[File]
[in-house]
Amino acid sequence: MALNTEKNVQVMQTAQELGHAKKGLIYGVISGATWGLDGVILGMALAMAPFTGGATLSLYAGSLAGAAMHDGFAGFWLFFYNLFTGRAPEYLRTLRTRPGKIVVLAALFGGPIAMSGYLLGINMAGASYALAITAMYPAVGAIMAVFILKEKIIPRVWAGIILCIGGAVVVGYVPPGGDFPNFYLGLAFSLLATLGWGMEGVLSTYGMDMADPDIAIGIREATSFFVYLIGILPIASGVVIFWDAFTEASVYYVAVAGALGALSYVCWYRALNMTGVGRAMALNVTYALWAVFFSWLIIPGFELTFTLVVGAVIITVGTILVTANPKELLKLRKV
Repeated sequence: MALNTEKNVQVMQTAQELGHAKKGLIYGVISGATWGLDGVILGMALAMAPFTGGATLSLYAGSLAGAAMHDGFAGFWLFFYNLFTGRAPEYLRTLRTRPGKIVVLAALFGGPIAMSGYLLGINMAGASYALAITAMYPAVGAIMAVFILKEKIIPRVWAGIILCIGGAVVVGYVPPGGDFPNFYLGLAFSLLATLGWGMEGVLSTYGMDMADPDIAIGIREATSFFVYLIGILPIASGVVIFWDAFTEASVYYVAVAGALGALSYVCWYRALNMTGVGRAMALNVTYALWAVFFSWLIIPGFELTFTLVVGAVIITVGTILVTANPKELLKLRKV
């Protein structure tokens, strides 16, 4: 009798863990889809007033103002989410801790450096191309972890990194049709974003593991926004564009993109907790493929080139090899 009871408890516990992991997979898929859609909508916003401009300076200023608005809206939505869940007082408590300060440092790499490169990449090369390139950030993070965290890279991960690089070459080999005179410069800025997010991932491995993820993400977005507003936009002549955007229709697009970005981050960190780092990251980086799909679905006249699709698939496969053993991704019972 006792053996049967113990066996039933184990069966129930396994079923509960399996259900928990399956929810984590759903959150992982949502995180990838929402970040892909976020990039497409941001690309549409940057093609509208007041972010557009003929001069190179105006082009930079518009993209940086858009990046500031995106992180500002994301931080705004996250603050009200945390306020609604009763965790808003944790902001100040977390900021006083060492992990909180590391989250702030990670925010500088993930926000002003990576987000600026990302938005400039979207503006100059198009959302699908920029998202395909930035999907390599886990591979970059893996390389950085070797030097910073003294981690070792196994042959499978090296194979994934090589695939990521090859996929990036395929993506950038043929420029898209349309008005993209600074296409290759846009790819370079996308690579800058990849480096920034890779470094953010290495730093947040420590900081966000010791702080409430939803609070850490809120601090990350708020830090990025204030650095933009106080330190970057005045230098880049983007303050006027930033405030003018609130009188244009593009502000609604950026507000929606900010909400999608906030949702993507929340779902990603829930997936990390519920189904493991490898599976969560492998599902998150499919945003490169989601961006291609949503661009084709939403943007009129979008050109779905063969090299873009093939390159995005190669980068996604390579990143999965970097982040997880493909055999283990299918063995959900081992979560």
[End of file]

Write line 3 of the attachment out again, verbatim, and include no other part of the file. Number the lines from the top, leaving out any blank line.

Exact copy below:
Repeated sequence: MALNTEKNVQVMQTAQELGHAKKGLIYGVISGATWGLDGVILGMALAMAPFTGGATLSLYAGSLAGAAMHDGFAGFWLFFYNLFTGRAPEYLRTLRTRPGKIVVLAALFGGPIAMSGYLLGINMAGASYALAITAMYPAVGAIMAVFILKEKIIPRVWAGIILCIGGAVVVGYVPPGGDFPNFYLGLAFSLLATLGWGMEGVLSTYGMDMADPDIAIGIREATSFFVYLIGILPIASGVVIFWDAFTEASVYYVAVAGALGALSYVCWYRALNMTGVGRAMALNVTYALWAVFFSWLIIPGFELTFTLVVGAVIITVGTILVTANPKELLKLRKV